HOLLANDE SAYS BANKING LICENSE WOULD GIVE ESM `GREATER POWER’

Yes, a banking license means unlimited ECB support.
The ‘talk’ continues to move in the right direction.

*HOLLANDE SAYS BANKING LICENSE WOULD GIVE ESM `GREATER POWER’
*HOLLANDE SAYS MANY IDEAS ON TABLE TO COMBAT CRISIS
*HOLLANDE SAYS EUROPE CAN IMPROVE ITS CRISIS RESPONSE
*HOLLANDE SAYS EUROPE HAS THE MEANS TO CONTROL ITS FUTURE
*HOLLANDE SAYS EUROPE MUST SO ITS DUTY ON GROWTH FOR GREECE
*HOLLANDE SAYS GREECE HAS MADE ENORMOUS EFFORTS
*HOLLANDE SAYS ITALY UNJUSTLY ATTACKED BY FINANCIAL MARKETS
*HOLLANDE SAYS HE’S IN AGREEMENT WITH MONTI ON GROWTH MEASURES
*HOLLANDE SAYS EUROPE NEEDS MECHANISMS AGAINST SPECULATION
*HOLLANDE SAYS GROWTH IS NECESSARY FOR DEBT REDUCTION
*HOLLANDE SAYS HAS `GREAT CONSIDERATION’ FOR MONTI’S LEADERSHIP

Hollande Says Europe Needs Mechanisms Against Speculation

By Gregory Viscusi

June 14 (Bloomberg) — French President Francois Hollande said that Italy has been unjustly attacked by financial markets and that Europe needs mechanisms to counter speculation.

Speaking in Rome today at a joint press conference with Italian Prime Minister Mario Monti, Hollande said that both leadders agreed on measures to spur economic growth. Growth is necessary for debt reduction, he said.

Europe must do its duty in helping to deliver growth for Greece, which has made enormous efforts during its bailout program, Hollande said.

Europe can improve its crisis response, and has the means to control its fuuture, he said. Many ideas are on the table to combat the crisis, he said, citing a banking license for the permanent rescue fund, which would give it “greater power.”

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22 Responses to HOLLANDE SAYS BANKING LICENSE WOULD GIVE ESM `GREATER POWER’

  1. Leverage says:

    Warren but what this would fix except the short term (again)? Ok so they have a license to extend more credit. Credit which will add (even if at lower rated than the market) to the accumulated debt, and if the ECB continues to NOT support directly as ‘buyer of last resort’ of stressed bonds pressures will continue.

    Meanwhile Europe (or a part of it) is getting uncapitalised (all great for some vulture hacks).

    Reply

    Leverage Reply:

    @Leverage,

    In Spain politicians are openly saying the ECB should do more (aka act as buyer of last resort), that it’s Europe turn to move and as fast as possible.

    I think Hollande is more or less going along that path. But Germany paternalistic behaviour won’t allow it (“profligates have to pay their past abuses”).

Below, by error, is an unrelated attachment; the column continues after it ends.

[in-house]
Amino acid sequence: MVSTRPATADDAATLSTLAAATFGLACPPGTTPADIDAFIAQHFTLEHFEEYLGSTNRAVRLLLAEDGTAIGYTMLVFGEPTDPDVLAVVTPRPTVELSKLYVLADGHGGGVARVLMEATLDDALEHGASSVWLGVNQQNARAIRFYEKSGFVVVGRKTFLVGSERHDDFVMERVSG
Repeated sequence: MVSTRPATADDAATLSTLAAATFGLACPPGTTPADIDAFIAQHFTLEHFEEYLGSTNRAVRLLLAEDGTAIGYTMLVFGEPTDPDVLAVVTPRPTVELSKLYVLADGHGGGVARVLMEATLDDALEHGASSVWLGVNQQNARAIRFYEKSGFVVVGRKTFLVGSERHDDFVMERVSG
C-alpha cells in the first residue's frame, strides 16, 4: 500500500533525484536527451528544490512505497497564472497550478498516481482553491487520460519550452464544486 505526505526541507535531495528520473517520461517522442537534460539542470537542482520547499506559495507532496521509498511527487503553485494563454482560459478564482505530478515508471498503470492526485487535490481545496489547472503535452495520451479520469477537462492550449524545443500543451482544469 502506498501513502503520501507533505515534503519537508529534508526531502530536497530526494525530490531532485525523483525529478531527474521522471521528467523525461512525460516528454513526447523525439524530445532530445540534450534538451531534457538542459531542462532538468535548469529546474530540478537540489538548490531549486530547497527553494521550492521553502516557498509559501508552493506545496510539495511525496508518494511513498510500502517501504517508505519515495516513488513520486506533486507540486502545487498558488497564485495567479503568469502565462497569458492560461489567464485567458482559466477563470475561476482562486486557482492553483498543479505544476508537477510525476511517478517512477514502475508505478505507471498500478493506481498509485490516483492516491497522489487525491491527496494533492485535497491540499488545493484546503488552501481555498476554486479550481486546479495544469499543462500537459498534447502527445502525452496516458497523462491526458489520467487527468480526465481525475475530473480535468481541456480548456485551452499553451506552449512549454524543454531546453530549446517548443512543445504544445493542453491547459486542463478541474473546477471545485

Reply

    WARREN MOSLER Reply:

    the long term is a series of short terms.
    and with at least indirect ecb support, operationally it can muddle through.
    socially is another story…

    Reply

  2. Paolo Barnard says:

    Not cleart what Hollande means.The ESM already has a licence to recapitalise euro banks in art. 15.1. Sure this means unlimited ECB support? Paolo

    Reply

    gaius marius Reply:

    @Paolo Barnard,

    correct me where i’m wrong, but ESM — not being a bank — is more of a passthrough fund at the moment. that is, Germany gives it 100bn, it can lend 100bn.

    give it a banking license, however, and the capital contributed becomes the capital/loss buffer and ESM can loan out vastly more — eg, with a 10% capital constraint, 1000bn — with the ECB acting as the interbank market to provide the necessary funding.

    Reply

    Paolo Barnard Reply:

    @gaius marius, You’re probably right.Problem is that things like the ESM are EU Treaties and Mr Hollande’s idea would require a huge overhaul of the already existing Treaties on the EU System of Central Banks and institutional lenders. Also, the Germans will not be easily convinced. P.

    Reply

    WARREN MOSLER Reply:

    which would require an overhaul of their thought process

    WARREN MOSLER Reply:

    right, with a bank license they could lend to a nation, and then use that loan (which could be a security) as collateral at the ECB to ‘replace’ the funds they lent.

    Reply

    Jacob Goense Reply:

    @WARREN MOSLER,
    Not unlimited, only for as long as these securities pass eligibility criteria.
    http://www.ecb.int/pub/pdf/other/gendoc2011en.pdf

  3. Captain Kirk says:

    Warren says muddle through regarding financial matters, can anyone tell me how medical care has changed in Greece? In the USA, I feel it has gotten worse for me personally. Too much demand for service, not nearly enough supply.

    http://www.zerohedge.com/news/matter-life-and-death-collapsing-greek-health-care-system-critical-condition